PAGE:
We’ve all heard the joke, “How do you get to Carnegie Hall? Practice, practice, practice.” The adage is true for many goals in life we strive for. As defined, practice is…
“Repeated exercise in or performance of an activity or skill so as to acquire or maintain proficiency in it.”
From an early age, we’re taught that the more we do something, the more we learn about the best way to do it. If practice doesn’t always make perfect, it gets us closer to perfection.
But in avionics development there is hardly time to practice. When moving quickly and passing regulatory compliance audits are top priorities, teams can’t sacrifice time or effort to repetition and refinement.
Adding to this pressure, avionics development has precious little margin for error, with schedules, budgets and safety all on the line.
During each avionics product development project, every organization wants to minimize the same things: cost, schedule, risk, defects, reuse difficulty and compliance and regulation certification roadblocks.
So, how then can “practice” be reconciled with avionics development?
The best answer is to understand the breadth of current development processes and glean the best knowledge and solutions from the aviation ecosystem.
Welcome to DO–178C Best Practices.
Creating and instilling a set of DO-178C best practices for avionics development helps engineers and stakeholders focus on the right processes at the right times.
Certain avionics software development practices are self-evident, such as utilizing defect prevention and automating testing. The DO-178C best practices we have identified are subtler and considerably less practiced, and yet, when utilized together, they greatly increase the probability of avionics project and product success.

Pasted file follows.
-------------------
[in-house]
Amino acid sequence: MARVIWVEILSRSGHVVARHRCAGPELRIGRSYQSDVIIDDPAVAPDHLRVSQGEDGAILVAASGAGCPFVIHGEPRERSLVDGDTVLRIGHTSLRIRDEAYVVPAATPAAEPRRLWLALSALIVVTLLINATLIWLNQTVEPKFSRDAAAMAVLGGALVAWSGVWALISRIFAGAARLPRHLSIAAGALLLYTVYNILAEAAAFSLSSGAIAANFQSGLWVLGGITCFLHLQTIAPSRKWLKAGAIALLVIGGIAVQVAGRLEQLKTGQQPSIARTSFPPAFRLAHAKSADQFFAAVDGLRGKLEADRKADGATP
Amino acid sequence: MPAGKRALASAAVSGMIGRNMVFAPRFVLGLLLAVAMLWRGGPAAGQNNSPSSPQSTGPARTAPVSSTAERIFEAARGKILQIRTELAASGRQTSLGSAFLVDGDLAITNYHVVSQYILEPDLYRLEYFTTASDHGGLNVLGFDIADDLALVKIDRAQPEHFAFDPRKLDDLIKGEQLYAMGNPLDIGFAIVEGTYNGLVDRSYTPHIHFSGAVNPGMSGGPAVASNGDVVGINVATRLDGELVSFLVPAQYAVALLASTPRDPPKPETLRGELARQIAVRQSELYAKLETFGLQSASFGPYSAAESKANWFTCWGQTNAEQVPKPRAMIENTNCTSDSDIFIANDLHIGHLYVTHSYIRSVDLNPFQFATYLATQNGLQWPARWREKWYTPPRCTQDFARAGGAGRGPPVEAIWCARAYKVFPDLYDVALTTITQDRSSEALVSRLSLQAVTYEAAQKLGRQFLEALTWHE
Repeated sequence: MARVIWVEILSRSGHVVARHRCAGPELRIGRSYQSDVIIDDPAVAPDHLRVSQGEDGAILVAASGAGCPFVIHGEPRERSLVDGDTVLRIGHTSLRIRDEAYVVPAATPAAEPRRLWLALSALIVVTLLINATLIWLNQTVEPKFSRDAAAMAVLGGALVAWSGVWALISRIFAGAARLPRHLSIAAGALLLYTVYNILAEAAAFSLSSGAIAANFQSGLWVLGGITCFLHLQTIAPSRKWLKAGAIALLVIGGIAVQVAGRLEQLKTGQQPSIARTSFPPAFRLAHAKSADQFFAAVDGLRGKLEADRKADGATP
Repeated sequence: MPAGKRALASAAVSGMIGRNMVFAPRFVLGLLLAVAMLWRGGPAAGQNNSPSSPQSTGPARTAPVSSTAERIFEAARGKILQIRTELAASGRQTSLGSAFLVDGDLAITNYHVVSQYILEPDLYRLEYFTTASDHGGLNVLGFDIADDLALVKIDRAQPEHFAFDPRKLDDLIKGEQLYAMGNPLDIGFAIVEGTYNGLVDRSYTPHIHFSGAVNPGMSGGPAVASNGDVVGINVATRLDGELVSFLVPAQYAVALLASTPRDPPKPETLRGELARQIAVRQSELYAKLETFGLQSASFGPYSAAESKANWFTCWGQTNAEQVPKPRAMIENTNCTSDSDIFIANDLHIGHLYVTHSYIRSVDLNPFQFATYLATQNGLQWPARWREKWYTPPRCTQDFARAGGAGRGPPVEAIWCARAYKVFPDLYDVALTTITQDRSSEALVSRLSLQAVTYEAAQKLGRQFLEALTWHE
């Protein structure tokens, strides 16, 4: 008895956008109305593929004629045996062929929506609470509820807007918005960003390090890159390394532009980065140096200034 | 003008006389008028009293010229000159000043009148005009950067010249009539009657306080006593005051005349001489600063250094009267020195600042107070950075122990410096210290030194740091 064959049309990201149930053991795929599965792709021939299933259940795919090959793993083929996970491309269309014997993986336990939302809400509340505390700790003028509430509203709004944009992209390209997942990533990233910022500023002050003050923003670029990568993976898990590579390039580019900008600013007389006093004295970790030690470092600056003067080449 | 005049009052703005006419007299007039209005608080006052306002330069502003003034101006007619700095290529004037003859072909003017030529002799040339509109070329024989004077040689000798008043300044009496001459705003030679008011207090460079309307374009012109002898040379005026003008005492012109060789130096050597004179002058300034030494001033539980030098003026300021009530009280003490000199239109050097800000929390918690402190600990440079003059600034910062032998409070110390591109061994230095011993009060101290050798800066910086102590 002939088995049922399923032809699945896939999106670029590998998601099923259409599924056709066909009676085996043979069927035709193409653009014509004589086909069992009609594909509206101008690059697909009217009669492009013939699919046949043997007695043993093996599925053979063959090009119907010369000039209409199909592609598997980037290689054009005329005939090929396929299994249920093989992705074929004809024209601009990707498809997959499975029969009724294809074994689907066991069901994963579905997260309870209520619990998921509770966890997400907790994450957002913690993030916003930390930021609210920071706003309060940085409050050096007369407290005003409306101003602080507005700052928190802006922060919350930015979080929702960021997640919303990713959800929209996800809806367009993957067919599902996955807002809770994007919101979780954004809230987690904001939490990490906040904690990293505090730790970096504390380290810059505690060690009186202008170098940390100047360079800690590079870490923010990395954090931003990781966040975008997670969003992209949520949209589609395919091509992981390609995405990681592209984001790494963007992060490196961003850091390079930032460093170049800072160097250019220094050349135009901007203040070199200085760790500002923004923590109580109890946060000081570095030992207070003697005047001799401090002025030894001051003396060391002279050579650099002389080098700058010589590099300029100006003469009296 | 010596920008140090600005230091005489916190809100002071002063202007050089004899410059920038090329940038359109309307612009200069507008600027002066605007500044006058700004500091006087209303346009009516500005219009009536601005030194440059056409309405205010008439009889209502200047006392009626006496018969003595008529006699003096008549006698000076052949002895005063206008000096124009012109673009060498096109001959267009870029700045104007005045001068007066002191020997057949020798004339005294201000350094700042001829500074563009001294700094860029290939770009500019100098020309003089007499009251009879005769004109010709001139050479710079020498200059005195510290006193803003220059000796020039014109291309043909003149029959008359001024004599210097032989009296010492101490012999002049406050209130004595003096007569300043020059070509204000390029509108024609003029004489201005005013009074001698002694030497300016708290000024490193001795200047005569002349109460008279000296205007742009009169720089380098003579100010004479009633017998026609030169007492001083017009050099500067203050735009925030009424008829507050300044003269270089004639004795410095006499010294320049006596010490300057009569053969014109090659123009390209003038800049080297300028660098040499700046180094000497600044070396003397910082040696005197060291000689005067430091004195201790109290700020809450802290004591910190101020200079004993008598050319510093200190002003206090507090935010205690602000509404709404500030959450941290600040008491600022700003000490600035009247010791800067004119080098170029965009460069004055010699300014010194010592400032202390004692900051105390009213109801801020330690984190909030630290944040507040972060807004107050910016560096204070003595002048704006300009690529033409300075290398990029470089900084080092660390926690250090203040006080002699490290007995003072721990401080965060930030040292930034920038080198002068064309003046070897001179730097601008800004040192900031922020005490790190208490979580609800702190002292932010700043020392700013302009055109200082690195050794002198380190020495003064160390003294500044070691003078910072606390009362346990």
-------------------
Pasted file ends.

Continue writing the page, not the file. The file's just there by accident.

According to Vance Hilderman, founder of two of the world’s largest avionics development services companies and primary author of the best-selling book on DO-178 and DO-254, here are the top 10 not-always-obvious DO-178C best practices that every avionics developer needs to know:
- Improved LLR Detail: If requirements are the foundation of good engineering, detailed requirements are the foundation of great engineering.
- Parallel Test Case Definition: If a tester cannot unambiguously understand the meaning of a software requirement, how could the developer?
- Testing Standards Implementation: Requirements, design and code all have standards. What should a software test standard cover?
- Model Framework Templates: Software modeling will eventually fade away … when software functionality, complexity and size all decrease 90%.
- Fewer, Better Reviewers: Why one great reviewer is better than many good reviewers.
- Automated Regression & CBT: How devoting upfront time to a test automation framework can provide the single largest reduction in development expense.
- Automated Design Rule Checker: On their best days, humans perform satisfactorily when checking software design rules; in the safety-critical world, not all days are best days.
- Advanced Performance Testing: Would you want to buy a new car model which has never been tested in aggressive driving conditions?
- Parallel Traceability / Transition Audits: The reasons why experienced developer teams deploy proactive SQA and tools to monitor bi-directional traceability continuously.
- Technical Training Workshops: The four critical processes that yield improved productivity, consistency and high ROI.
To learn more about how these best practices can make a difference in your avionics product development projects, read DO-178C Best Practices For Avionics Engineers & Managers
- Medical Devices & Life Sciences Product Development News - February 16, 2017
- Best Practices for Developing Safety-Critical System Software Requirements - January 12, 2017
- Top 10 DO-178C Best Practices for Avionics Engineers & Managers - January 5, 2017